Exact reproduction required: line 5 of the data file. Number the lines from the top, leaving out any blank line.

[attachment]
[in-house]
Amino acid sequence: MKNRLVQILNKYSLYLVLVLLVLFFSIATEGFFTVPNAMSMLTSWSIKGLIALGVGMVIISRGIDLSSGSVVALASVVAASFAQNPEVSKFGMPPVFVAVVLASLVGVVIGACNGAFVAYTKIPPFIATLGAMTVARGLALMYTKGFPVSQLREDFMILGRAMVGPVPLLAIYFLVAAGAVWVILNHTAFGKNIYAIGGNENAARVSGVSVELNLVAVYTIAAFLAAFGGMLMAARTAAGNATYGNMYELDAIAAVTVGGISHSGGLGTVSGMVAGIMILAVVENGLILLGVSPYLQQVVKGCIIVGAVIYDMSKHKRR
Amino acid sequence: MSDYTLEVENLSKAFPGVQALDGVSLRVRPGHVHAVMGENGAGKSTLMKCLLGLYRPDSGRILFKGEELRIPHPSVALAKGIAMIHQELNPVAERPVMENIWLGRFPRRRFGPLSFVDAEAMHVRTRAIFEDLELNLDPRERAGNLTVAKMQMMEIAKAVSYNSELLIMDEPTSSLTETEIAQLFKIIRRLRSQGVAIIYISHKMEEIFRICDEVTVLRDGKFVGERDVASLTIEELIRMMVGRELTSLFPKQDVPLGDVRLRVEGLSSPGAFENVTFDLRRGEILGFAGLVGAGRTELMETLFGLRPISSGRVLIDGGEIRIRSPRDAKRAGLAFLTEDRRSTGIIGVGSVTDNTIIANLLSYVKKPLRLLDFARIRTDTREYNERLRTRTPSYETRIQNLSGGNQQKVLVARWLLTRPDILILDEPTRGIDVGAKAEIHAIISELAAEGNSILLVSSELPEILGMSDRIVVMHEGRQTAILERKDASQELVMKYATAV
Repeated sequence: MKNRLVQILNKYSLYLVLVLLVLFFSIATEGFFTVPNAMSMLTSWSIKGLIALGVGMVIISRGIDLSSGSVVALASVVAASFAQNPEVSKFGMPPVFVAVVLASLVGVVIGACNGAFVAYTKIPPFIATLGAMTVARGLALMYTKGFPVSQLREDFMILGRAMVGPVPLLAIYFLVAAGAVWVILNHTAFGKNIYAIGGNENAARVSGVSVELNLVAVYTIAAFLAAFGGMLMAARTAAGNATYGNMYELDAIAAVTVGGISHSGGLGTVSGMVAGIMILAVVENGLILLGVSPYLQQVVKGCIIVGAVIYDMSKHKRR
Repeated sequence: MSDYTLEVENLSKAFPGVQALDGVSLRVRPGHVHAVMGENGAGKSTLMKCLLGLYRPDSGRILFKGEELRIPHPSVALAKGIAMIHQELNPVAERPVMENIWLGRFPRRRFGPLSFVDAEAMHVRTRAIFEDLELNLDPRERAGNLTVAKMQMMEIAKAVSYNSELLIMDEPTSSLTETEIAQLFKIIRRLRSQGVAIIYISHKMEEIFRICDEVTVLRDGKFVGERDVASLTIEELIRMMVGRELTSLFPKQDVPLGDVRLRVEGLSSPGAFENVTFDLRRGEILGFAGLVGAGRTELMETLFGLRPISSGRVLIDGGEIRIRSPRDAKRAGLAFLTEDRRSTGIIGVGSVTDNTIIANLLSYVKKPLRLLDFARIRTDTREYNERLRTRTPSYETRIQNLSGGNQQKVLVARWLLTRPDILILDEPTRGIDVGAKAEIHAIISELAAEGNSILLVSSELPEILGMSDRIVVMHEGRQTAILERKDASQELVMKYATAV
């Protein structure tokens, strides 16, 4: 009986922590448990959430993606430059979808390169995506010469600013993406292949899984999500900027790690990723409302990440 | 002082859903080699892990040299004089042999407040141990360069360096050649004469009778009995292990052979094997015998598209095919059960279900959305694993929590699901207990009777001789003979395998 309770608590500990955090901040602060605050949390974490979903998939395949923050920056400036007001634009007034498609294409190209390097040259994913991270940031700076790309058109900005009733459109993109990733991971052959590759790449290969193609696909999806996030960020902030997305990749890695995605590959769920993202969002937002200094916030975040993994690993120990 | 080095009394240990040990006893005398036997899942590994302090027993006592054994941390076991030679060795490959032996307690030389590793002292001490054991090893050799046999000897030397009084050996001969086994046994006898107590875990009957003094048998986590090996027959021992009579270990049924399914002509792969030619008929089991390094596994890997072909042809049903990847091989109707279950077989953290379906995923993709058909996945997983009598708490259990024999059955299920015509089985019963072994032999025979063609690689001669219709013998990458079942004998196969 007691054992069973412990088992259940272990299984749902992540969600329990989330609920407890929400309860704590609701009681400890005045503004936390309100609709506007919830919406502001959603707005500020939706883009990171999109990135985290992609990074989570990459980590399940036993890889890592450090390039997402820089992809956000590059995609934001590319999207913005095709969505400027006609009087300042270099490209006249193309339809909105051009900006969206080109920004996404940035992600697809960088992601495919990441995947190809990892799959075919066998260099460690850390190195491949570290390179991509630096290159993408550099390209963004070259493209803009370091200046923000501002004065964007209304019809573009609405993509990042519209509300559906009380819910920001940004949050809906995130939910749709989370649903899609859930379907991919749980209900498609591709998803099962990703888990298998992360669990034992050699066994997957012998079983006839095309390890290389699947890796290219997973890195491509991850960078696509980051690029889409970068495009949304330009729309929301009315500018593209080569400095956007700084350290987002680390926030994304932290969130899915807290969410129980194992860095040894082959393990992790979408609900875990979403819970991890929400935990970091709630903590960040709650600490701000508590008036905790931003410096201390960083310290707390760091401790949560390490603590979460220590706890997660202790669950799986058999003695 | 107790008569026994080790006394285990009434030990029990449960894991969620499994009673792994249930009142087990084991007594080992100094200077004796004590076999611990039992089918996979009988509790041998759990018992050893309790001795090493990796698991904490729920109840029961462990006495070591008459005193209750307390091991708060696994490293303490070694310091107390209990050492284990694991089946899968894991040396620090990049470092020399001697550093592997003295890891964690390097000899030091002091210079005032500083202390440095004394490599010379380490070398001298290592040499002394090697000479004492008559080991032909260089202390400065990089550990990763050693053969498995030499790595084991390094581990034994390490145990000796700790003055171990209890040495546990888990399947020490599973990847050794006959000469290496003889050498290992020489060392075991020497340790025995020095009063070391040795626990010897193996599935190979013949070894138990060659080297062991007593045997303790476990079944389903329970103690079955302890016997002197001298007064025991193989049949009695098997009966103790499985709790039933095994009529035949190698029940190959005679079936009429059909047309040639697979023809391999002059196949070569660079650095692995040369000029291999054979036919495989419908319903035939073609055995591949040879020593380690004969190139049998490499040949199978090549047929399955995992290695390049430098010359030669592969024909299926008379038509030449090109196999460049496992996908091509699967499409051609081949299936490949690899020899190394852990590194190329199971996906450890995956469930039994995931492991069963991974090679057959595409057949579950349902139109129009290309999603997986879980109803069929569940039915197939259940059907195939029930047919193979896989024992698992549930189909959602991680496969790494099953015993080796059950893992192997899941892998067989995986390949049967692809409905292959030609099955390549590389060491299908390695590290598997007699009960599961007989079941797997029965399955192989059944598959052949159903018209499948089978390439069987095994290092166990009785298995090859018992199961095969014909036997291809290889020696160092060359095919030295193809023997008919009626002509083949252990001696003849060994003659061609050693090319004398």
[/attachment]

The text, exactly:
Repeated sequence: MSDYTLEVENLSKAFPGVQALDGVSLRVRPGHVHAVMGENGAGKSTLMKCLLGLYRPDSGRILFKGEELRIPHPSVALAKGIAMIHQELNPVAERPVMENIWLGRFPRRRFGPLSFVDAEAMHVRTRAIFEDLELNLDPRERAGNLTVAKMQMMEIAKAVSYNSELLIMDEPTSSLTETEIAQLFKIIRRLRSQGVAIIYISHKMEEIFRICDEVTVLRDGKFVGERDVASLTIEELIRMMVGRELTSLFPKQDVPLGDVRLRVEGLSSPGAFENVTFDLRRGEILGFAGLVGAGRTELMETLFGLRPISSGRVLIDGGEIRIRSPRDAKRAGLAFLTEDRRSTGIIGVGSVTDNTIIANLLSYVKKPLRLLDFARIRTDTREYNERLRTRTPSYETRIQNLSGGNQQKVLVARWLLTRPDILILDEPTRGIDVGAKAEIHAIISELAAEGNSILLVSSELPEILGMSDRIVVMHEGRQTAILERKDASQELVMKYATAV